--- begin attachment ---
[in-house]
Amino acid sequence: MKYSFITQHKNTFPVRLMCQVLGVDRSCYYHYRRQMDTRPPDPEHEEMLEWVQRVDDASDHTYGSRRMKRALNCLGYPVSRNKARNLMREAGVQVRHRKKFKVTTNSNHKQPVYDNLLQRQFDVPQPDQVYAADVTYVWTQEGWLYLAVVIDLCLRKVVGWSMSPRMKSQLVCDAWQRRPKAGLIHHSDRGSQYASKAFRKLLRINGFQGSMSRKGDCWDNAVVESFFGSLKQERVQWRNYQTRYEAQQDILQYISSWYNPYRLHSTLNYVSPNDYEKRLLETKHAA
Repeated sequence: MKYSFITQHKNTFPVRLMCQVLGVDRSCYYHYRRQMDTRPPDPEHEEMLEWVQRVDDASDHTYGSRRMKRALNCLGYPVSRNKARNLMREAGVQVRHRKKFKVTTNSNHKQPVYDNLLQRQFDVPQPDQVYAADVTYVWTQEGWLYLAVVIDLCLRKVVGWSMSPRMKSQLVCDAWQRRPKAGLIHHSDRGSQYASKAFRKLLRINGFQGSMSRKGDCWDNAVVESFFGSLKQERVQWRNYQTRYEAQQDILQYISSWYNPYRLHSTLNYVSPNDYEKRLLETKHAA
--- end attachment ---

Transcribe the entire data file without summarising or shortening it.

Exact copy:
[in-house]
Amino acid sequence: MKYSFITQHKNTFPVRLMCQVLGVDRSCYYHYRRQMDTRPPDPEHEEMLEWVQRVDDASDHTYGSRRMKRALNCLGYPVSRNKARNLMREAGVQVRHRKKFKVTTNSNHKQPVYDNLLQRQFDVPQPDQVYAADVTYVWTQEGWLYLAVVIDLCLRKVVGWSMSPRMKSQLVCDAWQRRPKAGLIHHSDRGSQYASKAFRKLLRINGFQGSMSRKGDCWDNAVVESFFGSLKQERVQWRNYQTRYEAQQDILQYISSWYNPYRLHSTLNYVSPNDYEKRLLETKHAA
Repeated sequence: MKYSFITQHKNTFPVRLMCQVLGVDRSCYYHYRRQMDTRPPDPEHEEMLEWVQRVDDASDHTYGSRRMKRALNCLGYPVSRNKARNLMREAGVQVRHRKKFKVTTNSNHKQPVYDNLLQRQFDVPQPDQVYAADVTYVWTQEGWLYLAVVIDLCLRKVVGWSMSPRMKSQLVCDAWQRRPKAGLIHHSDRGSQYASKAFRKLLRINGFQGSMSRKGDCWDNAVVESFFGSLKQERVQWRNYQTRYEAQQDILQYISSWYNPYRLHSTLNYVSPNDYEKRLLETKHAA